8 Wine Rules You Should Break
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Moment of Truth
Wine "rules" exist for a reason: They guide us in a pinch. We know that that whites should be chilled and that we shouldn't pair a big fat steak with a pale Pinot Grigio, but on occasion these well-known truisms can hamper our enjoyment, too. We reached out to Bryan Flewelling, professional oenophile and wine director for Big Tree Hospitality's three Portland, Maine, restaurants to hear which rules are worth breaking.
Rosé Is Only for Summer
"Oh, completely not," says Flewelling. Depending on the producer, good French rosé — he is partial to some that employ Grenache grapes, as well as those with more of a magenta hue, which tend to be more tannic and have good acidity — are ideal for autumnal drinking. "Rosé is not made to be laid down and drunk in 10 years," he reminds us. So seek out darker rosés, such as those made with Zweigelt, a grape from Austria, which can typically stand up to fall’s heartier pastas, soups and vegetable tarts.
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Sweet Wines Are Only for Dessert
When customers tell him they loathe sweet wines, Flewelling asks whether they also hate sweet desserts. "There's the sweetness of the Twinkie, and then there's the sweetness of an apple," he parries. "Why has wine been the single area where you can't abide sugar?" He'd point out that a German Riesling has just as much acidity as it does sugar, and can be fantastic with Asian cuisine. It provides "a yin-yang balance" to spice, he notes, "like a sweet-tart candy."
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You Have to Decant a "Big" Red Wine
"Aerating a wine makes a difference no matter what the wine is," says Flewelling, "although there are some that are so delicate I wouldn’t aerate them. I don't decant old bottles, because they've usually had enough time to mature." The point of decanting, he explains, is to "wake up" what are called "esters" — compounds in wine that react to oxygen. He'll often decant young wines that need the help, but a lot depends on the producer: If a vintner lets grapes hang on the vine well past ripeness, all that oxidation happens right on the vine, so you won't want to aerate at all. "Some wines are perfect after the first day; some suck after the first hour," Flewellling says.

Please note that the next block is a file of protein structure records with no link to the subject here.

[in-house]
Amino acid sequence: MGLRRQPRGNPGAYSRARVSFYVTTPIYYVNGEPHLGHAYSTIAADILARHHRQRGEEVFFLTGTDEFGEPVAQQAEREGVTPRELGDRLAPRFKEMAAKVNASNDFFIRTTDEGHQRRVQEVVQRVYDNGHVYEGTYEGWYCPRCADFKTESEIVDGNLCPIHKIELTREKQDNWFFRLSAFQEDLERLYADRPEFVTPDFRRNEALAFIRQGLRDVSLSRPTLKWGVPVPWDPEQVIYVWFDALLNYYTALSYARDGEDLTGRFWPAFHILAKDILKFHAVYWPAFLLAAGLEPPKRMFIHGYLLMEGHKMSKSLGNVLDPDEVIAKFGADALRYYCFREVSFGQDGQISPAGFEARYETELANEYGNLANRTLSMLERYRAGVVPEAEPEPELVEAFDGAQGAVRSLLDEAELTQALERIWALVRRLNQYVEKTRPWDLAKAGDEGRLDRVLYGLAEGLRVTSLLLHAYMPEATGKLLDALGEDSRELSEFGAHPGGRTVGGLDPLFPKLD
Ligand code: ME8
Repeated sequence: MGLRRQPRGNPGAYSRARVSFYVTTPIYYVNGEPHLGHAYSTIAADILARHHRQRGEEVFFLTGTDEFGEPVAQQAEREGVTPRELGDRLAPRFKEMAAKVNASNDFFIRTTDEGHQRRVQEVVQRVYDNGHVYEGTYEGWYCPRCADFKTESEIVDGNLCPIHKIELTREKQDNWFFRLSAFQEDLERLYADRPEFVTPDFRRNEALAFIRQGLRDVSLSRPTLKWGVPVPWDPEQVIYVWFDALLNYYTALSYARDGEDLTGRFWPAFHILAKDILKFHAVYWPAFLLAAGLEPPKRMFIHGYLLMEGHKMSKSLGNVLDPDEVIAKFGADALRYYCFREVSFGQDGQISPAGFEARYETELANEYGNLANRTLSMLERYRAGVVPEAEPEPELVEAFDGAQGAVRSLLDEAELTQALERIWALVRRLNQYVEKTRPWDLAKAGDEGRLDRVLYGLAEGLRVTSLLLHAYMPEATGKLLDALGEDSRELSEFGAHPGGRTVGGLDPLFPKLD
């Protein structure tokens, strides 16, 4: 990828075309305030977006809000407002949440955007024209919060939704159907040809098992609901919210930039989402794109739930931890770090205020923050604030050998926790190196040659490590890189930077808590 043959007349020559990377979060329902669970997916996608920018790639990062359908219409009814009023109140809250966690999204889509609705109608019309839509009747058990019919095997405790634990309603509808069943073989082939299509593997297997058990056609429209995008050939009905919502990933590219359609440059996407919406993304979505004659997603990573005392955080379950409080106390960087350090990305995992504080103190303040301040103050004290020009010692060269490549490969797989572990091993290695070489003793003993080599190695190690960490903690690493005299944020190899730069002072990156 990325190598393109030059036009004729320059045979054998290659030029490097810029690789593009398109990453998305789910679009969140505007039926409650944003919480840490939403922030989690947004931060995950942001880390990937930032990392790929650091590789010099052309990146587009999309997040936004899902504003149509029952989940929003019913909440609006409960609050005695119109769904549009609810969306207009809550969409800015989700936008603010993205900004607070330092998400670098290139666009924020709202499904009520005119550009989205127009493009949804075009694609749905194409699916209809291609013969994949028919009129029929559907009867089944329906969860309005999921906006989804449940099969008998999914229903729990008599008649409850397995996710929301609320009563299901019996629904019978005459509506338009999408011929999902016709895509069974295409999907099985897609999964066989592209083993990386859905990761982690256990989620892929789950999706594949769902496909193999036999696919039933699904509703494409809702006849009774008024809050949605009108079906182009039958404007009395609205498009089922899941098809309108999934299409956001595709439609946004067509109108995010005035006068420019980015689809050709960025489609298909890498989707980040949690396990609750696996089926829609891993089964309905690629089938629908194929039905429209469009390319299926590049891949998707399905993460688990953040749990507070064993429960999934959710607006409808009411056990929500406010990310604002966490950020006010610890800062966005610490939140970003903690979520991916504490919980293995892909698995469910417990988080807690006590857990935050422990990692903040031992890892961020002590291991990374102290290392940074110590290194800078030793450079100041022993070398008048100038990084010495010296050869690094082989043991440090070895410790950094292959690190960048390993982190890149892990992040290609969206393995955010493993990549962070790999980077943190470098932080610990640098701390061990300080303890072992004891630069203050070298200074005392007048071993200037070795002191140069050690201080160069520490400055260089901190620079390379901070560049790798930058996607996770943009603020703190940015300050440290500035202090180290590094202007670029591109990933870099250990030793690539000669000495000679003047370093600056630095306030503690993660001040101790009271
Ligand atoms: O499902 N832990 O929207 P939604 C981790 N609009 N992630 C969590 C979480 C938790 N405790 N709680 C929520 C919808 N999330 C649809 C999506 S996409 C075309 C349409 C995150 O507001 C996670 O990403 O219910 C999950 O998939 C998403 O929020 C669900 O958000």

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Only White Wine Goes with Fish
"The whole reason people don’t drink red wine with fish is the presence of tannins [in wine]," explains Flewelling. "Those astringent tannins can make fish — which typically has not much fat — taste metallic." So although he wouldn’t bust out an "aggressively" tannic wine such as a Barolo, the right fish could do nicely with Pinot Noir, Gamay or Beaujolais (as long as it's not too tannic). "Tannins and fats are great friends," he says, so if you have a fattier fish, such as salmon, you might be able to be even more adventurous with red wine pairings.
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Cook Only with a Wine You'd Drink
"Oh, no, quite the opposite," says Flewelling with a laugh. "For me, I want to drink the wine I drink in its entirety! All I'm looking for in a cooking wine is either that it has the acidity that I want or … the unctuousness that I want." Think about, he suggests, what's left when the alcohol cooks off. When cooking mussels, you'll want a bright, high-acid wine — such as Sauvignon Blanc or Muscadet — to contribute acidity to the finished dish.
Whites Should Be Ice-Cold; Reds Should Be Room-Temperature
"Definitely not," says the pro. "I like to drink my whites very close to room temperature (unless it's Albarino, which I love a little above fridge temperature)." When white wine is too warm, its acidity doesn't come out very much; but don't overchill it, which can mask its flavors. And consider cooling off your reds, too: "When you chill red wine, the fruit character comes out a little more. In Pinot, Gamay, the fruit character pops." Ten to 15 minutes in the fridge should do the trick.
Always Order Pinot Noir with Duck
"I don't like dogmas of any kind, really," says Flewelling with a chuckle. "Totally not. Duck is really unctuous and velvety. Get a great Merlot and it's silky." Or you can go with Cru Beaujolais, which is a Beaujolais that's town-specific. He's partial to Fleurie Beaujolais, which "isn't as muscular and broad-shouldered" as some.
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Never Order the Cheapest (or Second-Cheapest) Wine on the Menu
There's some truth to this rule, but it's flawed: "Usually the less expensive wines on the menu are the ones that are marked up the most," says Flewelling, "making the biggest margins for restaurants." If there's a $300 wine on the menu, it's more likely it's been marked up by 100 percent, as opposed to cheap wines, which might be marked up by as much as 400 percent. "It really matters what you're looking for," Flewelling says. "Don't buy a $20 wine and expect gymnastics. The sweet spot for me is between $60 and $70." That said, he'll routinely ask customers willing to pay $100 for a bottle whether they'd be as content spending $50. The vino pro himself doesn't buy into price stigma. "There are plenty of $400 bottles of wine I wouldn't pay $10 for. I'll buy $6 wholesale bottles of French wine — such as La Vieille Ferme rosé — seven days a week," he says. Why? Simple: "It's delicious."